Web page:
1st December 2021


1st December 2021

Football’s wishlist in the form of Tracey Crouch’s report arising from the Fan-Led Review was released last week. We are logged in the report as one of the contributors. Unfortunately, we are listed as ‘Vysble’ rather than Vysyble. But the missing ‘y’ is not the only element that is absent from the report. Perhaps the real question which the report fails to solve is why did football end up in this mess in the first place?

The review starts by outlining three drivers indicating a crisis in the game.  The actual quote is set out below:

The Fan-Led Review of Football Governance (‘the Review’) was the result of three points of crisis in our national game. The first … was the collapse of Bury. A club founded in 1885, which had existed through countless economic cycles, several wars and 26 different Prime Ministers, ceased to exist in 2018-1919 with a devastating impact on the local economy and leaving behind a devastated fan base and community. This led to the commitment in the 2019 Conservative Party manifesto to ‘set up a fan-led review of football governance…’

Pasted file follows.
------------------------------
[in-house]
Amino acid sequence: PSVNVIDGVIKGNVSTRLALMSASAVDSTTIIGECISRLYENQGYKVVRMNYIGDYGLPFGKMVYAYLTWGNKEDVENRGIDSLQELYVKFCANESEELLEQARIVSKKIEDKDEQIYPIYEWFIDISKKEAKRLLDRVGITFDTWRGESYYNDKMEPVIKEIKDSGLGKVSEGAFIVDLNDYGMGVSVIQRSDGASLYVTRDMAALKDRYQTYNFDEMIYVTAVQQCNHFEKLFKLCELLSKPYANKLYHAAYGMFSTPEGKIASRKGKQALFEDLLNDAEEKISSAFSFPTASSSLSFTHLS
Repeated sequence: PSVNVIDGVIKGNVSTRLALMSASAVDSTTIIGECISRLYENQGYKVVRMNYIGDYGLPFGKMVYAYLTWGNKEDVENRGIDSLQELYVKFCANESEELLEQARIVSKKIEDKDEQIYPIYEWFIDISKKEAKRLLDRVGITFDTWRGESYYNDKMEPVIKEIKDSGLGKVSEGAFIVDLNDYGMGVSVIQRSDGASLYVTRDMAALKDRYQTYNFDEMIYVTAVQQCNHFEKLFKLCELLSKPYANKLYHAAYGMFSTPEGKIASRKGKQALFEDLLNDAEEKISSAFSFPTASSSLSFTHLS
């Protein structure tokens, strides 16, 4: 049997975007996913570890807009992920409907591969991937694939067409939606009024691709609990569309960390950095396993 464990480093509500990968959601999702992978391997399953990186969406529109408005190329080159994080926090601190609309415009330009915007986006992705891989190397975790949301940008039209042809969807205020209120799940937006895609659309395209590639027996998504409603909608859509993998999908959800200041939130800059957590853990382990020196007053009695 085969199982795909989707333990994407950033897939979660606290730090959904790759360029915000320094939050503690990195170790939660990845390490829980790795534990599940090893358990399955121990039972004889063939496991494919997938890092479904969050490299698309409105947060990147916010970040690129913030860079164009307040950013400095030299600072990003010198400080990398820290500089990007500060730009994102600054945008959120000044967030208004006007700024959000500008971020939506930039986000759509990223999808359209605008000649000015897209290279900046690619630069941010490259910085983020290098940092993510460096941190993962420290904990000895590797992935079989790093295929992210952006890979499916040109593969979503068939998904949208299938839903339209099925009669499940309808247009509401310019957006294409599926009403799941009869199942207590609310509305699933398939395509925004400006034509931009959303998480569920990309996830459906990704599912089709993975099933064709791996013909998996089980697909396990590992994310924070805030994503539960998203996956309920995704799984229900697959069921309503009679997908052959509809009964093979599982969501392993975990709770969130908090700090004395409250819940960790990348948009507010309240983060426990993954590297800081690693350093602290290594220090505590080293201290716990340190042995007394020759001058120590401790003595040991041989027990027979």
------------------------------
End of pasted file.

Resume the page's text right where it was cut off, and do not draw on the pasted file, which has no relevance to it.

The next crisis was COVID-19. For the first time since the Second World War, club football was brought to a complete halt, threatening the continued existence of many professional football clubs. Fortunately, the clubs survived due to a combination of government support and commitment from many football stakeholders, including fans, club owners, and – eventually and after a delay of 6 months – the leagues and Football Association (FA). However, the pandemic and its effects laid bare the fragile nature of the finances of many clubs, as well as the structural challenges of the existing domestic football authorities.